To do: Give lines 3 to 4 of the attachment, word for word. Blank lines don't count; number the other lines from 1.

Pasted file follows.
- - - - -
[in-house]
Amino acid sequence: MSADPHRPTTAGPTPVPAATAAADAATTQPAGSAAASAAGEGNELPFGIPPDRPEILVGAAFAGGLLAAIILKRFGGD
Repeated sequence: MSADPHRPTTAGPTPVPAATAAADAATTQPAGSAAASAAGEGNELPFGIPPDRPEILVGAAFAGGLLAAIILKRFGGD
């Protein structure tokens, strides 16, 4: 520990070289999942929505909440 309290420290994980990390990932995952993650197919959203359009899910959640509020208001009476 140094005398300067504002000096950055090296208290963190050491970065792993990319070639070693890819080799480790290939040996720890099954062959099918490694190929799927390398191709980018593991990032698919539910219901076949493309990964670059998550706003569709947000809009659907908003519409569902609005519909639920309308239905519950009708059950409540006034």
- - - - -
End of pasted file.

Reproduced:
Repeated sequence: MSADPHRPTTAGPTPVPAATAAADAATTQPAGSAAASAAGEGNELPFGIPPDRPEILVGAAFAGGLLAAIILKRFGGD
């Protein structure tokens, strides 16, 4: 520990070289999942929505909440 309290420290994980990390990932995952993650197919959203359009899910959640509020208001009476 140094005398300067504002000096950055090296208290963190050491970065792993990319070639070693890819080799480790290939040996720890099954062959099918490694190929799927390398191709980018593991990032698919539910219901076949493309990964670059998550706003569709947000809009659907908003519409569902609005519909639920309308239905519950009708059950409540006034």